All students seeking to transfer credits from an out of state college or university, or any student who still has question about transferability, MUST request a Degree Audit through the Office of Admissions to determine if coursework completed is comparable and applicable toward the degree requirements for the Nursing Science Program. NOTE: 2-4 weeks is required for processing of the audit. This audit MUST be included with the application for admission to the Nursing Science Program for the coursework to be considered in the GPA and course completion points awarded.

How many are accepted into the program each semester?

Applications are accepted for admission to the program in the spring (February 1 – March 1) and fall semesters (August 1 – September 1.)  Applications are accepted for the traditional program option during both application periods.  Applications for the evening/weekend program option are only accepted during the spring application period.  Applications for the online program option are only accepted during the fall application period. Career Ladder Track admissions varies each semester and is dependent upon the number of Beginning Track students who progress into the third semester.  Admissions into the program are as follows:

Fall Admissions

Spring Admissions

Beginning Track Traditional -- 20

Beginning Track Traditional -- 20

Beginning Track Eve/Wknd -- 10

Beginning Track Online -- 10

Career Ladder Track Traditional – minimum 10

Career Ladder Track Traditional --  minimum 10

Career Ladder Track Eve/Wknd – minimum  10

Career Ladder Track Online – minimum 10

Is the program offered on a part-time schedule? 

No.  General education and support coursework can be completed prior to starting in the Nursing Program and those can be completed on a part-time basis.  However, if a student has completed all of the general education and support coursework prior to starting in the Nursing Program, the student will then be enrolled in only the nursing courses each semester which totals 8 credit hours/semester for the first three (3) semesters and 10 credit hours in the final semester of the program.

If I don’t get in, is there a waiting list?

The applicant list is kept until all spots are filled and the semester begins. If you are not selected, you must apply again during the next application period.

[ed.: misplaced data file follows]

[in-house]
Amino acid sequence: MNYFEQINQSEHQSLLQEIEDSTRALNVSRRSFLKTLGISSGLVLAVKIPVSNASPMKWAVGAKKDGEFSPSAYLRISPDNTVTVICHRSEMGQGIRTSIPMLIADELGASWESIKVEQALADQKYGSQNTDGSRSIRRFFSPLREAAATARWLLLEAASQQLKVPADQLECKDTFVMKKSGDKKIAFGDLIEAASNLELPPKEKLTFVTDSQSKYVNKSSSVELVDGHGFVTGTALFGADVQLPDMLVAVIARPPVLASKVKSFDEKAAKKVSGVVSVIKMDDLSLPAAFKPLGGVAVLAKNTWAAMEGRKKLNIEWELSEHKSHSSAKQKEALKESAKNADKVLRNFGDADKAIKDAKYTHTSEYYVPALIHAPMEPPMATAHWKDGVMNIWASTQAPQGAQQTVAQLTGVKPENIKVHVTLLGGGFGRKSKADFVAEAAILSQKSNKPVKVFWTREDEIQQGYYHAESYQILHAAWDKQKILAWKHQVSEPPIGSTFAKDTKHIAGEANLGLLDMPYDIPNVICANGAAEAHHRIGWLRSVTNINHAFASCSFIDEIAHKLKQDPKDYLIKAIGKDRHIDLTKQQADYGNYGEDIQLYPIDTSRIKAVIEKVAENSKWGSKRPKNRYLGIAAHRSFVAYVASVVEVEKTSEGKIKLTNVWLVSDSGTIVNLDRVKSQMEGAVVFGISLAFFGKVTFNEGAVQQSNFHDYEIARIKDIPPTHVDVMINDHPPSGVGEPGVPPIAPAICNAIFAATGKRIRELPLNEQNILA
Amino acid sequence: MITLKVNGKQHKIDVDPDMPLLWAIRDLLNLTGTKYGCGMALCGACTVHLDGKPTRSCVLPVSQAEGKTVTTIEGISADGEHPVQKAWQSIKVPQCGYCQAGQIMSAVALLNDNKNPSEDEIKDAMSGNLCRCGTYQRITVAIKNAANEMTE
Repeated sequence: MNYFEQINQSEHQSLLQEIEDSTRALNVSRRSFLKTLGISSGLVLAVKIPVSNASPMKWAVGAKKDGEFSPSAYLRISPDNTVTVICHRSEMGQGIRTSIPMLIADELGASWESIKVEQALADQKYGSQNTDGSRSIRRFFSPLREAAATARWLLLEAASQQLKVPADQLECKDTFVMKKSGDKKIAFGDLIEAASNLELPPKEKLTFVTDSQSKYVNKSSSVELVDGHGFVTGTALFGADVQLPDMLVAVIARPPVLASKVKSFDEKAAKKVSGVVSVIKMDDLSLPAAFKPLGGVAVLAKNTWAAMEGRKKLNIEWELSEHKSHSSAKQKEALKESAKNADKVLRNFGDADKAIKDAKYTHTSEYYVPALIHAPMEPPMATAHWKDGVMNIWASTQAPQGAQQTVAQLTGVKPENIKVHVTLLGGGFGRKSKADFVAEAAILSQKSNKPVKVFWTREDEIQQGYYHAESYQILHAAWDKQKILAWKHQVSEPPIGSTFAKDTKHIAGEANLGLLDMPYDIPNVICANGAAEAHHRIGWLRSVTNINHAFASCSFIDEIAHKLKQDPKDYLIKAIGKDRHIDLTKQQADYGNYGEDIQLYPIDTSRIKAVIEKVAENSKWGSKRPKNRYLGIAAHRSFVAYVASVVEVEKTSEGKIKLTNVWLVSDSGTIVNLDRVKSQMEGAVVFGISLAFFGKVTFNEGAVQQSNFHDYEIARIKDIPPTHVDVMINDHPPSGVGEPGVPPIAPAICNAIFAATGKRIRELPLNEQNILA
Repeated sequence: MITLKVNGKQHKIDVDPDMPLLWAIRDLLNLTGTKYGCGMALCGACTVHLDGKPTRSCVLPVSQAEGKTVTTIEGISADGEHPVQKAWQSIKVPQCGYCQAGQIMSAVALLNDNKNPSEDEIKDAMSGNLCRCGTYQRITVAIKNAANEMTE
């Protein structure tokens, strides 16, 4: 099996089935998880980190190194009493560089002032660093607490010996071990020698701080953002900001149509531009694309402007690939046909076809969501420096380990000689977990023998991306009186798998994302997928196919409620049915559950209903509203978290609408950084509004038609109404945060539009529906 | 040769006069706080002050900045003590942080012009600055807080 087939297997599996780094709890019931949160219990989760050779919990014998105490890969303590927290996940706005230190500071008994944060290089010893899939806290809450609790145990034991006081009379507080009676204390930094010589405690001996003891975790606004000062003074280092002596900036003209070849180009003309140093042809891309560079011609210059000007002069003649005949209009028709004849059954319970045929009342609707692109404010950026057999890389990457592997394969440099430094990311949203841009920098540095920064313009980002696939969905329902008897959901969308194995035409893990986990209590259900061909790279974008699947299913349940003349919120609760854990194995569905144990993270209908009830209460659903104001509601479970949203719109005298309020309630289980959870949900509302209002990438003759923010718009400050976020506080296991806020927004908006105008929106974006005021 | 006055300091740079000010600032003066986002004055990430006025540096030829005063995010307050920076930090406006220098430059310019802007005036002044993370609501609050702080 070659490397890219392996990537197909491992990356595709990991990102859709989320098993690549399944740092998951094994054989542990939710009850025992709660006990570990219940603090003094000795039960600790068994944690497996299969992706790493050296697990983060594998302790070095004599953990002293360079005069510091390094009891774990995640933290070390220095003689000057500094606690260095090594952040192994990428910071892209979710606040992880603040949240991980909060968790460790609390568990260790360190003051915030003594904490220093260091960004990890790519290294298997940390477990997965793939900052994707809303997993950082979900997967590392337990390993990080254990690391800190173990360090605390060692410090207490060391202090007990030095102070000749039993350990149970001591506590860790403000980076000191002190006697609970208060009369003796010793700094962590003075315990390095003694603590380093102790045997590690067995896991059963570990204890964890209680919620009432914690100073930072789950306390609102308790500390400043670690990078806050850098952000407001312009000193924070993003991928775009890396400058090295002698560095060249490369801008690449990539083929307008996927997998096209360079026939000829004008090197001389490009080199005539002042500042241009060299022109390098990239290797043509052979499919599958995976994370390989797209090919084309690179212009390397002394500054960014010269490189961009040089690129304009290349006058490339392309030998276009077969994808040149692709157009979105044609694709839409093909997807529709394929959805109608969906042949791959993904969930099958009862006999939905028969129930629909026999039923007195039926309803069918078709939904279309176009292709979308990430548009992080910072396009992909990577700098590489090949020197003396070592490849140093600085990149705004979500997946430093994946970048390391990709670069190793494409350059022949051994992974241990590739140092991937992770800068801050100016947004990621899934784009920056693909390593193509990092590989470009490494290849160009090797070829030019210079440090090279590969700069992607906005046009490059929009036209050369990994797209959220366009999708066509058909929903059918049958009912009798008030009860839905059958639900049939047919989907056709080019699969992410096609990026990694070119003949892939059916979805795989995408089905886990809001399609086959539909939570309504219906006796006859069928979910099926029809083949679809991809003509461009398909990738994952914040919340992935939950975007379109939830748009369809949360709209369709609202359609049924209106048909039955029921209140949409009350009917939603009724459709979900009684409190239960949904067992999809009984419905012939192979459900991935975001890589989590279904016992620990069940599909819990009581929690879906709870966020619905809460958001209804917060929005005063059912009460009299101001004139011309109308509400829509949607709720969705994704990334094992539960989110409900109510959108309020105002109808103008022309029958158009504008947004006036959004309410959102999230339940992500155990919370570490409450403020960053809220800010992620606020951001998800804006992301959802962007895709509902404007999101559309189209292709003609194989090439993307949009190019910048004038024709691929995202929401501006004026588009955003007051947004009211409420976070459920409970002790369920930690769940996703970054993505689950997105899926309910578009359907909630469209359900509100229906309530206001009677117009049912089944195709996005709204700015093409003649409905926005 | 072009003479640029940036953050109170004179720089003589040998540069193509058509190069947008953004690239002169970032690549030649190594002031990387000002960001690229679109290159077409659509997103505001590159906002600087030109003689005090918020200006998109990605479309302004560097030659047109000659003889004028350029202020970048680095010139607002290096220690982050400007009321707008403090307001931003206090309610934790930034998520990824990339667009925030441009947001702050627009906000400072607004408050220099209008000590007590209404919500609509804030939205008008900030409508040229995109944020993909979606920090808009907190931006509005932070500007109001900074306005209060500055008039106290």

What do I have to do to re-apply?

Application materials are retained on file for a period of three (3) years. However, you will need to submit a new application along with updated supporting documents as appropriate. Example of updated documents include transcripts showing additional coursework completed since last application, Accuplacer scores (if yours are >3 years old or you improved them), and/or work letter documenting experience completed since last application.  

Does it help or hurt my application if I re-apply?

Applicants who are not accepted are encouraged to schedule an advisement appointment to discuss ways to become a more competitive applicant. Many applicants are encouraged to finish prerequisites and/or consider options for strengthening their GPA's prior to reapplying. Applicants are allowed and often encouraged to reapply to the program. Re-applying does not hurt a person’s chances of getting accepted.

When are admission decisions released?

All applicants should expect to receive a response letter regarding the outcome of their application.  Those who are accepted from the spring (February) applicant pool are typically notified around mid-April.  Those who are accepted from the fall (August) applicant pool are typically notified around the end of November.

If I am an LPN or medic, how long is the program for me?

Career Ladder Track students are admitted into the third semester of the program, after completion of all pre-requisite requirements, and graduate after completion of the fourth semester of the program.

Am I too old (or too young) to start the program?